Key outcomes for the Pacific environment from the 23rd SPREP Meeting
Published on 20 September 2012
Photo: Dr. David Haynes
Members of SPREP 23rd SPREP Meeting at this years’ Meeting in Noumea have set a clear and ambitious course for improving environmental management in the Pacific region. The noted the many challenges facing the management of the Pacific environment, many of which were discussed at the Ministerial component of the SPREP Meeting.
Pacific Environment Ministers highlighted 4 key areas: (i) ocean conservation and management; (ii) renewable energy; (iii) financing for biodiversity and climate change; and (iv) follow up to the Rio+20 meeting. They noted that better management and conservation of the Pacific Ocean has been a dominant theme over the last year, both at Rio+20 and at the Pacific Islands Forum meeting in the Cook Islands in August. They fully endorsed the Pacific Oceanscape, and the concept of the Pacific as “Large Ocean Island States” – the theme of this years Forum - and also Cook Island Prime Minister Hon. Henry Puna’s comment that: “we are nations joined by a large ocean not separated by it”.
The SPREP Meeting noted many major commitments to better protect and manage the Pacific Ocean including recent announcements by the Cook Islands to establish the world’s largest marine protected area and the major marine initiatives of the host country for the SPREP Meeting, New Caledonia.
Isle of Pines in the host country New Caledonia, photo: Stuart Chape
However the challenge is now to ensure these important marine areas become a reality. In particular, that they are effectively managed and delivering benefits for Pacific peoples and for our precious marine biodiversity.
SPREP members called on the international community to support Pacific efforts and in particular called on the Global Oceans Partnership of the World Bank to provide practical, tangible and immediate support to the ocean initiatives of Pacific countries and territories.
The SPREP Meeting also adopted important marine initiatives, particularly the adoption of Marine Species Action Plans for 2013-2017 which focus on three groups of marine species of conservation concern: dugongs, marine turtles and cetaceans (whales and dolphins). These provide important guidance for Pacific countries and also for donors and partners wishing to support Pacific efforts in these areas.
SPREP Ministers discussed the Rio+20 meeting, held in June this year, and noted the strong and effective message delivered by the Pacific – that the small islands of the Pacific are the most vulnerable on Earth and are increasingly threatened, often by factors beyond our control, such as climate change. The SPREP meeting noted clear benefits for the Pacific from Rio+20, but only if we capitalize on the opportunitiesprovided. In particular the Rio Outcome document recognizes the “Special Case of Small Island States” and places major emphasis on issues relevant to the large ocean states of the Pacific, such as climate change and the need for effective ocean governance and management.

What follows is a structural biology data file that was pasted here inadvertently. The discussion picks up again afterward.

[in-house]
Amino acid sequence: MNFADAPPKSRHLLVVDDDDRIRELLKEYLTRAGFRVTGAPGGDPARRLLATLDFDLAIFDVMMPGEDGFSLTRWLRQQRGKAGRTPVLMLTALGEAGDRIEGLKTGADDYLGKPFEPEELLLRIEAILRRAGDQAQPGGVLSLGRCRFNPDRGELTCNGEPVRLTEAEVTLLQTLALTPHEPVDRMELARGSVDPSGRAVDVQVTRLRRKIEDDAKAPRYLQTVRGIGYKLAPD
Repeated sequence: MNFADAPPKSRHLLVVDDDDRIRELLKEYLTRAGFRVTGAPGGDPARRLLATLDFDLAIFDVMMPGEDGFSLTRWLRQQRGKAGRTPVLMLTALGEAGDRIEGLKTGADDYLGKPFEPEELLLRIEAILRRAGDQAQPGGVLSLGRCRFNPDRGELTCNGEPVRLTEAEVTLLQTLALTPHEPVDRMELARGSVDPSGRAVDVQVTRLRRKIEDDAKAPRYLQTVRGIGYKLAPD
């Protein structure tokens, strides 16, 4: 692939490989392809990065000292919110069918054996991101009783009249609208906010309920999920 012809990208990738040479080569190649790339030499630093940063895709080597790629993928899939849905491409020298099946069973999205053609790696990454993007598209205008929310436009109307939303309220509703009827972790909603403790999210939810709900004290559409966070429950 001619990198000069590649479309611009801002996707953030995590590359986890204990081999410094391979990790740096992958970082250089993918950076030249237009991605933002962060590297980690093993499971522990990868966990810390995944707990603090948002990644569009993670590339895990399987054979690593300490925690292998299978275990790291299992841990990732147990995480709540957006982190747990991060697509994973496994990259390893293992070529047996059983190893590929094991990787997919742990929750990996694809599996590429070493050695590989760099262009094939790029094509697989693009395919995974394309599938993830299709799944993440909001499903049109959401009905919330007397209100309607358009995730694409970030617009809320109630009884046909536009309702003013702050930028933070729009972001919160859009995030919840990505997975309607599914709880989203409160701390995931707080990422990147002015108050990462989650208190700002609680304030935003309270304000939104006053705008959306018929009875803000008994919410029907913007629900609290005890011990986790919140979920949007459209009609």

The SPREP Meeting noted the landmark SPREP/UNDP PACC – Pacific Adaptation to Climate Change – Project is building momentum and is shifting from planning to delivery of practical actions to help Pacific countries adapt to climate change. The SPREP Meeting also noted major progress in renewable energy. Although our region contributes only 0.03% of the world’s total greenhouse gas emissions, Pacific countries are among the most vulnerable to the effects of climate change. The SPREP meeting noted the Pacific is showing the way for many developed countries by developing and implementing ambitious renewable energy road maps. SPREP Members applauded a world first from Tokelau which now generates 100% of its energy from solar energy rather than from expensive imported diesel.
Environment Ministers noted the loss of biodiversity remains a major challenge for Pacific countries and territories. The rates of biodiversity loss in the Pacific region are among the highest in the world. Threats such as deforestation, overfishing, and invasive species must be addressed as a priority. SPREP has expanded its programmes on biodiversity over the last year, particularly with new programmes on invasive species, island biodiversity, and ecosystem based adaptation to climate change. The SPREP Meeting endorsed the five yearly Pacific Nature Conservation Conference, which will be held in Fiji in November 2013. This landmark conference provides an opportunity to take stock and to agree on actions to address the alarming loss of biodiversity in our region.
The increasing problems of waste and pollution in the Pacific region were also highlighted by the SPREP Meeting. Members noted the Great Plastic Garbage Patch in the northern Pacific which is a concentration of plastics, chemical sludge and other debris that have been trapped by an ocean current called the North Pacific Gyre. Members agreed this is an alarming symptom, and we must do much more to address the root causes of waste and pollution in the Pacific region. The SPREP Meeting endorsed clear and strong actions, including the Pacific Regional E-waste strategy and Action Plan. Members noted good progress with the Clean Pacific 2012 Campaign which is galvanizing actions at all levels to improve management of waste and pollution in the Pacific region.